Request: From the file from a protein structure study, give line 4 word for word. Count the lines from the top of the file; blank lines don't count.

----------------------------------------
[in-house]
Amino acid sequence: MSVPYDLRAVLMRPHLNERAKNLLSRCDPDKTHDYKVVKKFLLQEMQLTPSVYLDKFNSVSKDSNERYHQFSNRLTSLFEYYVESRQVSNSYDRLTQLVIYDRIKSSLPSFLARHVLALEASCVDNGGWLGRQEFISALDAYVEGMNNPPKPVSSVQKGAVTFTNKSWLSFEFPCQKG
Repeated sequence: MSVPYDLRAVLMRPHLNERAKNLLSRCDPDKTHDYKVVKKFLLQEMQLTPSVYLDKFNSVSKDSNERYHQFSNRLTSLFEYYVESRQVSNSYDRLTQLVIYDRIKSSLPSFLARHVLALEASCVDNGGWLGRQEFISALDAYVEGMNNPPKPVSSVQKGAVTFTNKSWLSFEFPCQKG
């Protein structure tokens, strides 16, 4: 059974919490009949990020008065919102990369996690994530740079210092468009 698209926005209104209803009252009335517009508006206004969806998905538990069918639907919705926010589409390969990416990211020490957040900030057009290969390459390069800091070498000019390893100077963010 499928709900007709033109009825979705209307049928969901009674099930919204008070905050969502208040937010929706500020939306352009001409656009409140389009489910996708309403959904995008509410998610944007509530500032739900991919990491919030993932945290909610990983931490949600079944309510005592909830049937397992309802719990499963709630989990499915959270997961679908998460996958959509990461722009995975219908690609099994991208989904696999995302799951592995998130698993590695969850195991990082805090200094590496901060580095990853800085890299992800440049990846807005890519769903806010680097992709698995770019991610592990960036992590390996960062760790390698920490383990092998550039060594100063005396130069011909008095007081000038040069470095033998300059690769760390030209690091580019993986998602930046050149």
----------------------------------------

């Protein structure tokens, strides 16, 4: 059974919490009949990020008065919102990369996690994530740079210092468009 698209926005209104209803009252009335517009508006206004969806998905538990069918639907919705926010589409390969990416990211020490957040900030057009290969390459390069800091070498000019390893100077963010 499928709900007709033109009825979705209307049928969901009674099930919204008070905050969502208040937010929706500020939306352009001409656009409140389009489910996708309403959904995008509410998610944007509530500032739900991919990491919030993932945290909610990983931490949600079944309510005592909830049937397992309802719990499963709630989990499915959270997961679908998460996958959509990461722009995975219908690609099994991208989904696999995302799951592995998130698993590695969850195991990082805090200094590496901060580095990853800085890299992800440049990846807005890519769903806010680097992709698995770019991610592990960036992590390996960062760790390698920490383990092998550039060594100063005396130069011909008095007081000038040069470095033998300059690769760390030209690091580019993986998602930046050149």